After you receive your Barad’s Blanket in the mail, send us a photo and tell us how this Message of Hope lifted your spirits.

Send in Your Gut-Sensitive Recipes

Send in Your Gut-Sensitive Recipes

We all know that feeling – the Dreaded Belly Bomber – following an all-too-good-tasty meal. It’s bittersweet and frustrating. But what are we to do about a sensitive gut, the by-product of a transitioning gastro system post-surgery?
 
Some of us get a team nutritionist’s help. Mostly, we’re left to figure it out. Good news is you don’t have to go it alone because a bunch of Pals already have had success.
 
We’re looking for Pals recipes, meal ideas, and smoothies that are easy on the system and taste great (most of the time). They can be weight-gainers, belly soothers, or just plain fun for an over-anxious, deprived palate.
 
Send us your recommendations and we’ll compile another Pals in the Kitchen Cookbook for those in our community who are just out of surgery, adjusting to a compromised digestive tract, and experiencing food sensitivities.
 
Send us your best dish:
> Email your name, town & state
> Complete recipe with ingredients list and measurements
> Include cooking times or special pans needed
> BONUS for nutritional composition
> A photo of you in the Kitchen or the final dish
 
#GivingTuesday Kicks the Love to $25,000

#GivingTuesday Kicks the Love to $25,000

You’ll be hearing a lot from us over the next few weeks about how we spend your generous donations year-round, the programs you support, and the many patients and caregivers who have benefitted from PMP Pals – we’re celebrating 25 years of building emotional resilience and community!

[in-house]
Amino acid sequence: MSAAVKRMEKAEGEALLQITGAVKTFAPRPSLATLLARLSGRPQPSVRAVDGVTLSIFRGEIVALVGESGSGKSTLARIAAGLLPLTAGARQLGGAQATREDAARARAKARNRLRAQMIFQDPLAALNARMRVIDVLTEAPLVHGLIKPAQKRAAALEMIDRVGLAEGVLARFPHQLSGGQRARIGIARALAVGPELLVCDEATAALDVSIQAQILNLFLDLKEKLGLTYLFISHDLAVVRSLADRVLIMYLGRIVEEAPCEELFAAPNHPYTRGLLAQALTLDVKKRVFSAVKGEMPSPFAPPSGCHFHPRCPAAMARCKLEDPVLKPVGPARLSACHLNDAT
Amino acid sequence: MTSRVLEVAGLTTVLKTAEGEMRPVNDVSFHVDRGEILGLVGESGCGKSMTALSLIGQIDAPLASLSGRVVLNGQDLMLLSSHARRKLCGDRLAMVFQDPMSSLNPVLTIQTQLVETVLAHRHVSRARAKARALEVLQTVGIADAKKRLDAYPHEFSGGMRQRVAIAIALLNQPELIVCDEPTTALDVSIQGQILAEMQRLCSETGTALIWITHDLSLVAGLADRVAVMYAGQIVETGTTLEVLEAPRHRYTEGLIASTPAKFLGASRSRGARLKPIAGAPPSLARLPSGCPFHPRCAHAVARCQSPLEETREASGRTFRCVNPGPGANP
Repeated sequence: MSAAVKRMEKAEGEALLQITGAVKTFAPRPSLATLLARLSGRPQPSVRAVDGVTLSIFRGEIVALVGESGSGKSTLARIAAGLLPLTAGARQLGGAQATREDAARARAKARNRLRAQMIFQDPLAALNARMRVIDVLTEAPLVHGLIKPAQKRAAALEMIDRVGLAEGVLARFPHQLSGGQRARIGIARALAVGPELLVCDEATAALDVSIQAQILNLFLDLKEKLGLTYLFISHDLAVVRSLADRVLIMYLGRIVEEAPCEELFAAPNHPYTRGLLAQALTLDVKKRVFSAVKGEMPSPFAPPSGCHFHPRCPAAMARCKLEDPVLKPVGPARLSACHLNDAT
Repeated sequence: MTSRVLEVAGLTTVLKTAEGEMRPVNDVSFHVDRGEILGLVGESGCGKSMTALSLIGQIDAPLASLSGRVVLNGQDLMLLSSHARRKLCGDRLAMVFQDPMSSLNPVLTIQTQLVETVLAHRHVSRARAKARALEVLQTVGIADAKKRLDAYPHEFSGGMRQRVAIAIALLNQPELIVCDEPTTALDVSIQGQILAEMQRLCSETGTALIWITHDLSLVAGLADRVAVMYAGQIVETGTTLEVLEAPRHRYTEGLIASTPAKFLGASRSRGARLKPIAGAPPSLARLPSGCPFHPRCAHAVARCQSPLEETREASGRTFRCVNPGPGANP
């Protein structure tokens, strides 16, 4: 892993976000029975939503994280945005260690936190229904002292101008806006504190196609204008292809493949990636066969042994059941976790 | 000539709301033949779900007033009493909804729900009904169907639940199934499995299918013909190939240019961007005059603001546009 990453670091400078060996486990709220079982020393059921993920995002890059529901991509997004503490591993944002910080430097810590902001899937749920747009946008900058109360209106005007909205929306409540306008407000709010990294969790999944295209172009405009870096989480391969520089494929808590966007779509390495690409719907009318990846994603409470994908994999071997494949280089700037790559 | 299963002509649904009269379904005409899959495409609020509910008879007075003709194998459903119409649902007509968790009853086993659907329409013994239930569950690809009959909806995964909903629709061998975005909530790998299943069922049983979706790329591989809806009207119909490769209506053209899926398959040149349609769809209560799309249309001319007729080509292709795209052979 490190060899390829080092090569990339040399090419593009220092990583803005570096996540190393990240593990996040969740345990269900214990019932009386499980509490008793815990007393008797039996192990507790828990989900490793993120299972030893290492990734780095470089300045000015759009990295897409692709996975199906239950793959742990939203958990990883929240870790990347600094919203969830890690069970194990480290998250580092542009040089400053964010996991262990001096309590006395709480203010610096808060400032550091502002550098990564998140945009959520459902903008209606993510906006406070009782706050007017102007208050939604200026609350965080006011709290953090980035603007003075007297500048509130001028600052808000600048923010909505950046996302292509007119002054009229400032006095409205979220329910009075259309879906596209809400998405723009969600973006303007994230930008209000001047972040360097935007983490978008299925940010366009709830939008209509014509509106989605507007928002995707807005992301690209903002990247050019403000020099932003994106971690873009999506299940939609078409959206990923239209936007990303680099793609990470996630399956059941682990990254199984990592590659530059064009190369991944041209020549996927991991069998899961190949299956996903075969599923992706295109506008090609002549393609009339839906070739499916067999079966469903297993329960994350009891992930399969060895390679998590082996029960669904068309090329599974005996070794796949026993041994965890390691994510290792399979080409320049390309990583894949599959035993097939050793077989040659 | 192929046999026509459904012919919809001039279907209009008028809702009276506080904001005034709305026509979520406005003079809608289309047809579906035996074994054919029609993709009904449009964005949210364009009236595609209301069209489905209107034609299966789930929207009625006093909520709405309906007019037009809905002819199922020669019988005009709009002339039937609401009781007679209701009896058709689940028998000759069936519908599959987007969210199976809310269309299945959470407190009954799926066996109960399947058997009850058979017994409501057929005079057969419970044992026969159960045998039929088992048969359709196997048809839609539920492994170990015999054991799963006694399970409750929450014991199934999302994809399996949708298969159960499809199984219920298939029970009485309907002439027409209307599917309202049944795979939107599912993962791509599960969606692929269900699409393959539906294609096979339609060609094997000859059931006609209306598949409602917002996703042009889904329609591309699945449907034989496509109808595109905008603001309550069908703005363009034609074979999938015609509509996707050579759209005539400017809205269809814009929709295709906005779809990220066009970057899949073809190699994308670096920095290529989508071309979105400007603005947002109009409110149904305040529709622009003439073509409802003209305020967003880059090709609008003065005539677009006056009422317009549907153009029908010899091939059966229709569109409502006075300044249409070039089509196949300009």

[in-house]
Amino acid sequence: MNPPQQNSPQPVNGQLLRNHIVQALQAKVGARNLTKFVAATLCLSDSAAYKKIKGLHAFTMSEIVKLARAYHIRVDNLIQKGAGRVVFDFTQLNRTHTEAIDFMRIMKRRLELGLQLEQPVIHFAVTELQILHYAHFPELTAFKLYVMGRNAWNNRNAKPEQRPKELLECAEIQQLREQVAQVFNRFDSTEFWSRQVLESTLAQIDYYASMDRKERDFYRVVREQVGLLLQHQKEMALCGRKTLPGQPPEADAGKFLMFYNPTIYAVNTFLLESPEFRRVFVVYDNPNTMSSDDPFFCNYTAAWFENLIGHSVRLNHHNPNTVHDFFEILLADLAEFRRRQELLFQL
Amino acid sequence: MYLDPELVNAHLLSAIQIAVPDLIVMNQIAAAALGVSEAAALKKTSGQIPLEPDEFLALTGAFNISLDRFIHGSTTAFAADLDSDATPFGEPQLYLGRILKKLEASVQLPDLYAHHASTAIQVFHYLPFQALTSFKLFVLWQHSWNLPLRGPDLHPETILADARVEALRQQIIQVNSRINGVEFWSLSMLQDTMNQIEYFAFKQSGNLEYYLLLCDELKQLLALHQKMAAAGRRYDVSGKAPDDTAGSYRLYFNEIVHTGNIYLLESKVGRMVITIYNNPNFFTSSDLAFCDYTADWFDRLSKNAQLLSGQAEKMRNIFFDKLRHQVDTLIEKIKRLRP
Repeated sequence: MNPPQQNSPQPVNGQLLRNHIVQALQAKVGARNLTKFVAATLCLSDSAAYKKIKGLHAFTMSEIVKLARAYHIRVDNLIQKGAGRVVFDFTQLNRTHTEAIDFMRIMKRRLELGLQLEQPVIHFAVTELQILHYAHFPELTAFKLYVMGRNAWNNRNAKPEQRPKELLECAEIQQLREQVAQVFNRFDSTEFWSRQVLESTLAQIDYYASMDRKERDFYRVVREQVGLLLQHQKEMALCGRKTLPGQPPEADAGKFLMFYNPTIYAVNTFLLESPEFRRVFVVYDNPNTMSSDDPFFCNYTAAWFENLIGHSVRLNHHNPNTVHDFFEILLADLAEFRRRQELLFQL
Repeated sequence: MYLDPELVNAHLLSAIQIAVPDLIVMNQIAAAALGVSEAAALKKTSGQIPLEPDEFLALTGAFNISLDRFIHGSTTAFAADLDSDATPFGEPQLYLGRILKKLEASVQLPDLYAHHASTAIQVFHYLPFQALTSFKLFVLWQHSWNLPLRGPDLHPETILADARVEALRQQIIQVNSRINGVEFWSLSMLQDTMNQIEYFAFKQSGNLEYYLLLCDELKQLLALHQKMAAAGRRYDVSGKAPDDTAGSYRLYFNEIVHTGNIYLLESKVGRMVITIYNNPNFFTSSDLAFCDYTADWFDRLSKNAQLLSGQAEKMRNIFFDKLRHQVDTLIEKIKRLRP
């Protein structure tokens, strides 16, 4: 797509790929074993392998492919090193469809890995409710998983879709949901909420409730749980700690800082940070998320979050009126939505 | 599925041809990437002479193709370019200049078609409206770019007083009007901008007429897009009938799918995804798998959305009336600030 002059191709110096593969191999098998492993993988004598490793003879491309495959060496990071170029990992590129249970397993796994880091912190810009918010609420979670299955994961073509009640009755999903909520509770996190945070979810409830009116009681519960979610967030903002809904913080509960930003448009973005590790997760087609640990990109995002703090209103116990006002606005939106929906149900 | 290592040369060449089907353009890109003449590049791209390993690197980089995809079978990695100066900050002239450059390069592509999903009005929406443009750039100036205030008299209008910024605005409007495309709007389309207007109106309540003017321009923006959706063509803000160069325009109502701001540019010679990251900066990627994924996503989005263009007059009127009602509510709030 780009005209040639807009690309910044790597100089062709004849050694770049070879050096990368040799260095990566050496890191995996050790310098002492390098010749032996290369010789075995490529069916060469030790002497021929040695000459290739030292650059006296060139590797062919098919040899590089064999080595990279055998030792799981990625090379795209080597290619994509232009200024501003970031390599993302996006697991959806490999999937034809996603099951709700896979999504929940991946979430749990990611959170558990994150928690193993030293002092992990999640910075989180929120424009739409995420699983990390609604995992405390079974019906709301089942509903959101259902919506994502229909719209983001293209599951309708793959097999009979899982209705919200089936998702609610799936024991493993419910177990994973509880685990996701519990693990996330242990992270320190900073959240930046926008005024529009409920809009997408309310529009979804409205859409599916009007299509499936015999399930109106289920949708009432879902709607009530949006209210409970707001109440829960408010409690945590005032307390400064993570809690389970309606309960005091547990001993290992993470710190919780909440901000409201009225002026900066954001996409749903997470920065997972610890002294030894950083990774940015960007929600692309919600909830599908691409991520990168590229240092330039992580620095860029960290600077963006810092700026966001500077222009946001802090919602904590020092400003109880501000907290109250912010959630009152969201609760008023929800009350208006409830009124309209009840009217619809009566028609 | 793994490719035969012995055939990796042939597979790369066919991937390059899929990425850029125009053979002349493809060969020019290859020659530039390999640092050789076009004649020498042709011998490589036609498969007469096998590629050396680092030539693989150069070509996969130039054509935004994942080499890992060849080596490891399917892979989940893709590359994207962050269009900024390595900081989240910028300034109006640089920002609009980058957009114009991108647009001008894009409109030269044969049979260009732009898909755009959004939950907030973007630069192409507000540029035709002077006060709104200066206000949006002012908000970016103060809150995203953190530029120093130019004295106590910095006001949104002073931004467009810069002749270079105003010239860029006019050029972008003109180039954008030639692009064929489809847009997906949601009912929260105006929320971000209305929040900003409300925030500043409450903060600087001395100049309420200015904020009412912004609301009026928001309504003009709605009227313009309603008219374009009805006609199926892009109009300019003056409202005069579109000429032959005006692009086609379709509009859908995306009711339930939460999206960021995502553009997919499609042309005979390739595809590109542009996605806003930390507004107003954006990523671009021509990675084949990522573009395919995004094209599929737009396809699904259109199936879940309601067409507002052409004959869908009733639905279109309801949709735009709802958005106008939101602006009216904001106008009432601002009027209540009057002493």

Giving Tuesday marks the kick-off of our year-end 2023 fundraising season. Are we on your charitable gifts shortlist this year? We hope so! Our year-end goal is $25,000 – a third of our annual budget – to keep us connected…and we need your help getting there.
 
– Determine what you want to donate this year.
– Begin with a small donation on #GivingTuesday to help us build momentum.
– If you’re a one-and-done-kinda-giver, go all in, and make a one-time whopper gift. – If you’d rather pace yourself throughout the year, become a sustaining donor with an automatic gift every month.
 
Caregivers Guide Us Back to Life

Caregivers Guide Us Back to Life

Words cannot express the gratitude we have for our caregivers. Spouses, partners, siblings, parents, children, and friends step in to help us through challenging times laden with heavy physical demands and psyche-wrenching emotional waves. By their simple acts of compassion and practicality, we get well. Caregiving, short and long term, is no easy task. Recognize your caregiver’s support, sacrifice, and love with a Tribute Gift in their name to PMP Pals.

You can also make a tribute to honor yourself — we actively choose to care for and nurture ourselves on this journey, too!